Traversing the 5000-plus miles to Georgia has meant learning pandemic habits anew. Very few people here are vaccinated, though the Biden administration recently promised a tranche to the country, as well as to other pro-US ‘partners’ like Ukraine and Kosovo. (Just across Leselidze Street from the Quarantine Travel Machine is the “NATO-EU Information Centre”; Georgia is currently seeking membership in both.) On the other hand, while cases remain relatively high, they’ve subsided since their most recent peak in early May. Fortunately, social life largely happens outdoors, in cafés and on the communal terraces of each ezo, the courtyards round which apartments are generally built.
The pandemic is, in a real sense, worse here, but life is better. Perhaps that is because life is always better where neighbors (mezobelebi, the sharers of an ezo) socialize by default, where wine is homemade and plentiful, and where the sea and the mountains are each a day-trip away, and not just with the help of a Quarantine Travel Machine.
As it happens, we went to the mountains, to Khevsureti, last weekend with a dear friend visiting from Paris. Our Travel Machines were as follows: a regular car from the city as far as our guesthouse, then an off-road vehicle on half-finished mountain roads — driven with aplomb and bravura by our guide Mindia, whom we later learned was also a Major in the Border Police and who was, remarkably, able to convince several road crews to move sand and rubble and rocks to flatten the path and help us pass — and finally our own legs on the hike up to a set of glacial lakes.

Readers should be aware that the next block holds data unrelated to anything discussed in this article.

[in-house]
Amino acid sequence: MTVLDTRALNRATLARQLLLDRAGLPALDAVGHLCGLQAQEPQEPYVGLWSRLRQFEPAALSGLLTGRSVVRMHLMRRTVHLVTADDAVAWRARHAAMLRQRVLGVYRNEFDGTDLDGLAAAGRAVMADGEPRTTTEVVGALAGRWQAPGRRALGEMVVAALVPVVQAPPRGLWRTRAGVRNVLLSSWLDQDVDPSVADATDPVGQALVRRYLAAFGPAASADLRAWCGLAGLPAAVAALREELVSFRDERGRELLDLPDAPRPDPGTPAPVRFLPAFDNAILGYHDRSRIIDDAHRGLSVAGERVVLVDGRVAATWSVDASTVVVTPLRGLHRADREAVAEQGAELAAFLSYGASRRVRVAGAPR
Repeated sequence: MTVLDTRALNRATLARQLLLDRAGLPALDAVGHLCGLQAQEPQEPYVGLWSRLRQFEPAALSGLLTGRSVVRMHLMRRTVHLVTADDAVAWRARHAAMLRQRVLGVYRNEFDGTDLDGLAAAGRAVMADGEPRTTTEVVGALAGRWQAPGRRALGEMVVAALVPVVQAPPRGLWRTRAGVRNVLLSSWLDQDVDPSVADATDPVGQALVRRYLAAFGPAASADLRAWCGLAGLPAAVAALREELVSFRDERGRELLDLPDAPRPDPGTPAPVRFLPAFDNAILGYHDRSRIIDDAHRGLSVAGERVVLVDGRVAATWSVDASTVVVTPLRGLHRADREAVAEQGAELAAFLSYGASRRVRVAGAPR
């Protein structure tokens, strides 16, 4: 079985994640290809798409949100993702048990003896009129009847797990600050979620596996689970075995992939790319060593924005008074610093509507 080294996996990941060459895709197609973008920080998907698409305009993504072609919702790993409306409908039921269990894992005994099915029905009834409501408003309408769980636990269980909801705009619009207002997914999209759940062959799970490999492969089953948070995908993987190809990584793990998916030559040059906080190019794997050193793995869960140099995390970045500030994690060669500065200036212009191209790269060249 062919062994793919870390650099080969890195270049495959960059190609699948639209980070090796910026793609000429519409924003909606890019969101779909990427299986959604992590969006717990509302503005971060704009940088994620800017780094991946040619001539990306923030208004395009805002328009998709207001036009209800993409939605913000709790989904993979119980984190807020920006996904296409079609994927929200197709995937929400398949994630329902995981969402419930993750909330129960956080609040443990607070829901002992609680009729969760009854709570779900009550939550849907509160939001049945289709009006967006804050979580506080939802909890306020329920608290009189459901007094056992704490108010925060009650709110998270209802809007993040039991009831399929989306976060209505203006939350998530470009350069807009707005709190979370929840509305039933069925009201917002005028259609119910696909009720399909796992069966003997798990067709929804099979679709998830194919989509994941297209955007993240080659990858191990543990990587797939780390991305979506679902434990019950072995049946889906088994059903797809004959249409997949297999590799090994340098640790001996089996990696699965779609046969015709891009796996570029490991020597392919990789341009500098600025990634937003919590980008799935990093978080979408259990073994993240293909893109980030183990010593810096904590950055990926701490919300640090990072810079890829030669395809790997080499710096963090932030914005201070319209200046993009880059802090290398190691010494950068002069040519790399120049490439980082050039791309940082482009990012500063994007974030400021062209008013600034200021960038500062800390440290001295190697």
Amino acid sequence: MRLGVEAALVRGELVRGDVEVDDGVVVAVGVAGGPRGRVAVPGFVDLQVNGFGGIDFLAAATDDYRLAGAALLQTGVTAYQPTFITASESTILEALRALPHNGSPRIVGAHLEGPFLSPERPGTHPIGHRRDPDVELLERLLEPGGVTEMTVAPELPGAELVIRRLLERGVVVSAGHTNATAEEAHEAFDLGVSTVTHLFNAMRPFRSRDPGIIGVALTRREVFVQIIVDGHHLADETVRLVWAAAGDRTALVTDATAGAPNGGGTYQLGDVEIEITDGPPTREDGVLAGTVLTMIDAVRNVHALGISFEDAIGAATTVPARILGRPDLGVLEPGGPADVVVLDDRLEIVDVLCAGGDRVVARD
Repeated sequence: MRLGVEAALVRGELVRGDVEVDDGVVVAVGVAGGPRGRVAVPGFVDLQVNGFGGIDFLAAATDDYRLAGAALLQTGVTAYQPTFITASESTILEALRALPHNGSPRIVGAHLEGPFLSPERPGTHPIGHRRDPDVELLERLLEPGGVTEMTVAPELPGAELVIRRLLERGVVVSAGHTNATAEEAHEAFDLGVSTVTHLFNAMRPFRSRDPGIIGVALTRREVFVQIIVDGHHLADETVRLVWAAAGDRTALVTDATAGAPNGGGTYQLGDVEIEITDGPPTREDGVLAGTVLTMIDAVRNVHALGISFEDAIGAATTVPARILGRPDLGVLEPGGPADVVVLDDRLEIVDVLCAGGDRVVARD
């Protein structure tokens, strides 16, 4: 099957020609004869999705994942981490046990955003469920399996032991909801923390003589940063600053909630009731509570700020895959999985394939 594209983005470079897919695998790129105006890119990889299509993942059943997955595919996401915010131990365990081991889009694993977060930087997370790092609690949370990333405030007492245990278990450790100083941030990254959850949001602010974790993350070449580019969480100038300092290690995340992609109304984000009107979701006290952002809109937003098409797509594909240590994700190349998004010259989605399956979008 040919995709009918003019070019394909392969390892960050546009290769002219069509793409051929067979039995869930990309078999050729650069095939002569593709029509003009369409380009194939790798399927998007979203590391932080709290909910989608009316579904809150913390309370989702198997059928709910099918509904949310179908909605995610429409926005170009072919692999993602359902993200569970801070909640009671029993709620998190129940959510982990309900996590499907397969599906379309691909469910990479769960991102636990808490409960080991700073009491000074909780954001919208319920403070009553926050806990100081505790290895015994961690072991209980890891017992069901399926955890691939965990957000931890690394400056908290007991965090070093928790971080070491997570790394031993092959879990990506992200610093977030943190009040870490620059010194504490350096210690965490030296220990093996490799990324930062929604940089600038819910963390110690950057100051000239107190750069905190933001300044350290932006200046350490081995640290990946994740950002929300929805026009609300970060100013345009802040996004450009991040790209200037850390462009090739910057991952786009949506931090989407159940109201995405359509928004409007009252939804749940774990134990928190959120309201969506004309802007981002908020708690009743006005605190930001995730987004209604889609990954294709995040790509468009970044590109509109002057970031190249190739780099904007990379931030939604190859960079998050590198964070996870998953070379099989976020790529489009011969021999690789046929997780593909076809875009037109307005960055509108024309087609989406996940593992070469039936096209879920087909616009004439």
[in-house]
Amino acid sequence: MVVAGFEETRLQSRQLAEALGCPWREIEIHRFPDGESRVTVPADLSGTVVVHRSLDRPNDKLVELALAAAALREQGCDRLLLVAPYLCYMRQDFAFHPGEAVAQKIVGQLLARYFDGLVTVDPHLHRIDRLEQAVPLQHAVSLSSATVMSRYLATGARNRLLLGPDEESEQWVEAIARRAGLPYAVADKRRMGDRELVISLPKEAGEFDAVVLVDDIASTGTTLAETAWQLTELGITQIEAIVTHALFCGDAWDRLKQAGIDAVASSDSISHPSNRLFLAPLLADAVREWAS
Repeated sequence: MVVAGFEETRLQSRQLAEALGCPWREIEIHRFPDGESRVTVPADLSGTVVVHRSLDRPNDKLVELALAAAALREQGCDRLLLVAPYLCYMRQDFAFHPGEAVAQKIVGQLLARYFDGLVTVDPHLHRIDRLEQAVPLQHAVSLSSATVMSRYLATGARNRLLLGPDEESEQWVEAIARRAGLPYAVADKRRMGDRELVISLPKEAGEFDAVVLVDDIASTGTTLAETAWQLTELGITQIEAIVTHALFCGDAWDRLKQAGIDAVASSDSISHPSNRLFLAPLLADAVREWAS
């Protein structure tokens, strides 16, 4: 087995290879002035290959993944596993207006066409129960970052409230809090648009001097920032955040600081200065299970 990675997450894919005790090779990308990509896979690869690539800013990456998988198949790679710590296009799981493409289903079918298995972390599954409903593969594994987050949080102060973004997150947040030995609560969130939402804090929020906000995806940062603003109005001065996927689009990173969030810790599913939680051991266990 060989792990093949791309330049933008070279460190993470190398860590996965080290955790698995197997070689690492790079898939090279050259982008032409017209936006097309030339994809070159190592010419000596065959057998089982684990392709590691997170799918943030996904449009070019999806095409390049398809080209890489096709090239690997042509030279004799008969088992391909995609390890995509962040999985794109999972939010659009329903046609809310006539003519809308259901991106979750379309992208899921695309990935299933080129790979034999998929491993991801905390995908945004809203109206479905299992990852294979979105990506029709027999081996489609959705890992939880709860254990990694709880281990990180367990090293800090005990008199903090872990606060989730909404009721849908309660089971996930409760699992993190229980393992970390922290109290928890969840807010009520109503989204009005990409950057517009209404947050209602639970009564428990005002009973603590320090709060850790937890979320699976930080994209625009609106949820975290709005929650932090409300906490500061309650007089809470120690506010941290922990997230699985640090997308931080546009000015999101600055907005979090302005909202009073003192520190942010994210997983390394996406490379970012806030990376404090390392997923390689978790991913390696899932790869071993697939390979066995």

Despite the snowy peaks, the area was mainly pasture, for cows, for goats, and for sheep (our return to the city was in fact briefly delayed, to our amusement, by an ovine road-occupation). Nothing of human artifice was readily in view and yet this was a lived and not a desolate place.
Only after we came back to the city did I notice the resemblance between the mountain vista and the view inside the Quarantine Travel Machine.
Still, being in the mountains was enough to make me really see how great a gift this was (and how great a gift the vaccines are — still distant for many): to travel, to pass from one way of living into another, to be freed of the constraints that, even before the pandemic, we imposed on ourselves in daily life.
Aristotle claims in the Politics that a contemplative life is still a life of activity. He means both that thinking occupies us — and can do so intensely — and also that the activities of thought are part of a human life, a life that for us is necessarily made up of different kinds of action, many of which we undertake in constraint. As we picnicked by the side of the Abudelauri lakes, looking out at the still glacial water and up to the mountains that yielded it, wearied by the hike but utterly absorbed by what we could see, I think I understood.